Why learn C?
The C Language is currently one of the most widely used programming languages in the world. Designed as a tool for creating operating systems (the first Unix systems were constructed with its help), it quickly proved that it is suitable wherever you need high performance, speed, compactness and portability. Despite the fact that shortly after its release it was followed by a worthy descendant, the C + + language, it did not lose its importance, and it still remains an essential tool for developers and designers in many applications.
Whenever a code strongly associated with the operation of equipment is created, the C language proves its flexibility and adaptability. Network card drivers, graphics card software, operating systems and micro-controllers – these things can be found all around you, on your desk and in your car, in the kitchen and in the garage, simply everywhere intelligent electronics functions – you are sure to find the work of programmers who write in “C”. The heart of Linux is nearly 15 million lines of code in “C”. There is no better evidence for the language’s longevity.
Even in places where modern software with much more powerful abilities works, the C language was, is and will be present, because it is the language in which runtimes (runtime environments) are written, responsible for performance, economical memory usage and reliability. The “C” language niche extends from single-chip microcomputers controlling your coffee machine, to your laptop onto which you have just installed the latest graphics card drivers, to supercomputers that forecast the weather for your desired holiday.
Why learn C++?
C++ is a general-purpose programming language designed by Bjarne Stroustrup as an extension to the C language, with object-oriented data abstraction mechanisms and strong static type safety. Compliance with the C language at the source code level remains one of the primary design goals of subsequent language standards.
Since 1998, the ISO / IEC 14882:1998 standard (Standard for the C + + Programming Language) with minor amendments approved in 2003 (ISO / IEC 14882:2003) have remained applicable. In 2009, a new standard was announced (known as C++0x), which came into effect as of 12 August 2011.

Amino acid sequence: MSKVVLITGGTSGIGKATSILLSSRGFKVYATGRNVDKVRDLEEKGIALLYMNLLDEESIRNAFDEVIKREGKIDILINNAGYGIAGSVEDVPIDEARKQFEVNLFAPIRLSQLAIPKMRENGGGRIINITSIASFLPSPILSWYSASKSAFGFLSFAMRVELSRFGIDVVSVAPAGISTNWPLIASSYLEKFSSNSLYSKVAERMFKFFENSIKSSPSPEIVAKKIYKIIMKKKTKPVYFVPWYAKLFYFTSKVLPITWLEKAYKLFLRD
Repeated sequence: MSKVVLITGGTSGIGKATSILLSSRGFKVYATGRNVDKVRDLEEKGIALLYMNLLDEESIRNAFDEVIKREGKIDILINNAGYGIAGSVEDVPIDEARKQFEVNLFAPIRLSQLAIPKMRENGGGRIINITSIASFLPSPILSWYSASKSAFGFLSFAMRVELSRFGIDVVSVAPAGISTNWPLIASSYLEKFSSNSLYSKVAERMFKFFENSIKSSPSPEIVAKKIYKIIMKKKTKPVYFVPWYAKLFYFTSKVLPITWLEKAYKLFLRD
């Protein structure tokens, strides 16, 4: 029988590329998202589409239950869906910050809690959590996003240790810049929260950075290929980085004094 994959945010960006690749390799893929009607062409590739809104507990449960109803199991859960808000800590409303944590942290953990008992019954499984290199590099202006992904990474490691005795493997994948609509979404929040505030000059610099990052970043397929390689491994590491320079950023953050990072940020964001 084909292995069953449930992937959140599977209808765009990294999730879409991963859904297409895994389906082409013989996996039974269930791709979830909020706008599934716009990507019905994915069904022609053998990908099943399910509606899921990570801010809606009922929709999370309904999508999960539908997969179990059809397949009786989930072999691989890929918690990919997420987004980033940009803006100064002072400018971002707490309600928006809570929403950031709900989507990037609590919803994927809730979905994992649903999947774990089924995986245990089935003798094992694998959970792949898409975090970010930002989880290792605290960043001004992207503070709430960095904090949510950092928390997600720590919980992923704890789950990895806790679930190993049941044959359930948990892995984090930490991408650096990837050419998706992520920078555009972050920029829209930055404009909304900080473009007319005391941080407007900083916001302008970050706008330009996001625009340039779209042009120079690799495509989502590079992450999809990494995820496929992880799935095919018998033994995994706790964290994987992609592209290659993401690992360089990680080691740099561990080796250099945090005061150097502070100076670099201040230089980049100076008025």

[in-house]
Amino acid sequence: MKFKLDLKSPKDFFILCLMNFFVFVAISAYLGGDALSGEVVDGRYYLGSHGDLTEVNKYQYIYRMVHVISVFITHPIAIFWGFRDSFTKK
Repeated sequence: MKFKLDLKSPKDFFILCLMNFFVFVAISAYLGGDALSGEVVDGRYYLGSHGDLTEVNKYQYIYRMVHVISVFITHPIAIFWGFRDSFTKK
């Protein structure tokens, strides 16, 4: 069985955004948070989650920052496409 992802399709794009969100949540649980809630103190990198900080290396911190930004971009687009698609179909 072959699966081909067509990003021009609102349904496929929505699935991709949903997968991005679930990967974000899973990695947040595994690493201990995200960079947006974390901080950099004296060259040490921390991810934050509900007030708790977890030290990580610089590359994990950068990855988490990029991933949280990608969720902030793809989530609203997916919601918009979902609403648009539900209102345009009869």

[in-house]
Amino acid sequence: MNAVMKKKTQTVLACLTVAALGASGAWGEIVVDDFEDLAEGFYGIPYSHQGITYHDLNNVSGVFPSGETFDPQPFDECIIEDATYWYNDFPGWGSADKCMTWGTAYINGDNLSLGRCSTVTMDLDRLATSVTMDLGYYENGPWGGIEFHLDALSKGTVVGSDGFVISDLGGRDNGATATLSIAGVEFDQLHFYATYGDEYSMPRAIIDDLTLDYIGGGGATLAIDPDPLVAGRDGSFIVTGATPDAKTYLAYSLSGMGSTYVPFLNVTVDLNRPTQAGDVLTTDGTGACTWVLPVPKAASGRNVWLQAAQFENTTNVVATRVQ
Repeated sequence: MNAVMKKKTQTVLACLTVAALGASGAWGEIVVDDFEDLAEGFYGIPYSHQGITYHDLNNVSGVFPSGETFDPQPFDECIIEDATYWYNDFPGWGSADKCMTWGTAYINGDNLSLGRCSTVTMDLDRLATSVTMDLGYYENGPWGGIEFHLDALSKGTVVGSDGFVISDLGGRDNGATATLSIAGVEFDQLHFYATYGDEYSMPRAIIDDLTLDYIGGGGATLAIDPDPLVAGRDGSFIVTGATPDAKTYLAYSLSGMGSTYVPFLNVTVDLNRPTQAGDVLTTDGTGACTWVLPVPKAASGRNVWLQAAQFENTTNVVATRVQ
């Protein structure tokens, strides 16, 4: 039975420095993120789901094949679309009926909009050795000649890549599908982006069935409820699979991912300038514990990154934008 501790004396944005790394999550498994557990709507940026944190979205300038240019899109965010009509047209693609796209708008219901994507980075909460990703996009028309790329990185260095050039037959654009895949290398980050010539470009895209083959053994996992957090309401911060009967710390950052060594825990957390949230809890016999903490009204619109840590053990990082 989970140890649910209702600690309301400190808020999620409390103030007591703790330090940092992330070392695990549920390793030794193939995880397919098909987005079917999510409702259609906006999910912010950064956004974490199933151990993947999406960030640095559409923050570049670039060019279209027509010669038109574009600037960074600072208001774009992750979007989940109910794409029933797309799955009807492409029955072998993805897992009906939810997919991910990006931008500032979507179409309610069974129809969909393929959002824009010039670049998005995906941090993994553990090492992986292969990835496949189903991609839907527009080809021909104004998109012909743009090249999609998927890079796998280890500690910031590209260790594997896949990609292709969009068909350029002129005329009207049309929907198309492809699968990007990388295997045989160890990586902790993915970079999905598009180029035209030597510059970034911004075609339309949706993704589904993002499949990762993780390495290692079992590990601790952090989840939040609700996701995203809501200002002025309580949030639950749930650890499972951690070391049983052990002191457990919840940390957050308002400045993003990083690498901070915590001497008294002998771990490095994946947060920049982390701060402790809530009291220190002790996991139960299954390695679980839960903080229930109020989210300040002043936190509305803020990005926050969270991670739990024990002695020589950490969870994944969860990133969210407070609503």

It is a highly developed programming language in terms of operators, simplicity, and ease of notation. This allows for data abstraction and the use of several programming paradigms: procedural, object-oriented and generic. It is characterized by the high performance of the object code, direct access to hardware resources and system functions, ease of creation and use of libraries (written in C++, C, or other languages), independence of any specific hardware or system platform (which ensures high portability of source codes) and a small execution environment. It is mainly used in applications and operating systems.
The C++ language can be used for building higher-level applications with graphics libraries, applications to communicate with network devices and computer network simulators as well as remote device systems and network management.
So what is C/C++ actually used for?
Most of the operating systems are written in the C/C++ languages. These not only include Windows or Linux (the Linux kernel is almost entirely written in C), but also Google Chrome OS, RIM Blackberry OS 4.x, Symbian OS, Apple Mac OS X, iPAD OS, Apple iPhone iPod Touch, and Cisco IOS (which is mainly comprised of compiled C and C++ code).
Think of such Internet Browsers as Microsoft Internet Explorer, Google Chrome, Mozilla Firefox, Safari, Netscape Navigator, or Opera. They all, too, have been developed in C/C++.
And what about websites? Google? Facebook? Twitter? YouTube? Amazon? PayPal? Yes. They all have been written, to a larger or smaller extent, in C/C++.
Think of Microsoft Office products (Word, Excel, Access, PowerPoint, etc.) or e-mail clients (Microsoft Outlook, Mozilla Thunderbird, IBM Lotus). Think of Multimedia players such as Winamp, Windows Media Player, VLC media player, or Apple iPod software. Think of Database systems such as Oracle database, MySQL, IBM DB2, Microsoft SQL Server, IBM Informix, SAP DB/MaxDB, or MongoDB. Think of the examples of the Graphical User Interface, such as Microsoft Windows UI, Apple MacOS UI (Aqua), or KDE. Finally, think of compilers and virtual machines for programming languages, such as Microsoft Visual C++ Compiler, Microsoft Visual Basic Compiler, Microsoft Visual C# Compiler, Microsoft .NET CLR, or Java Virtual Machine (JVM). Yes, they all have been developed in C/C++. And yes, a variety of compilers and run-time environments for other programming languages have been developed in C/C++, which means, for example, that it would not be possible to execute .NET or Java applications without C/C++.
Do you remember Doom III, StarCraft, Master of Orion III, or Warcraft III? You have probably played (or at least heard of) Diablo I or Diablo II? If you like computer games, then you must have heard of Electronic Arts. All of these games have to do with C/C++ programming. The truth is that a large majority of computer games and game engines have been developed in C/C++. Electronic Arts’ video game engine and (probably) all Microsoft games are no exception.
Looking for more? Here are some other applications largely written in C/C++: Sun Microsystem’s compilers, Solaris OS, Google File System, Google Earth and Picasa, Adobe’s Photoshop, Illustrator, Acrobat Reader, InDesign, Intel’s chip design and manufacturing software, IBM’s OS/400 and K42, Microsoft’s DirectX, Exchange Server, and Visual Studio, CERN data analysis applications, Bloomberg, Autodesk’s applications, e.g. Autodesk Maya, 12D, Vodaphone infrastructure, and FlightGear…. Okay, are you ready to learn some programming now?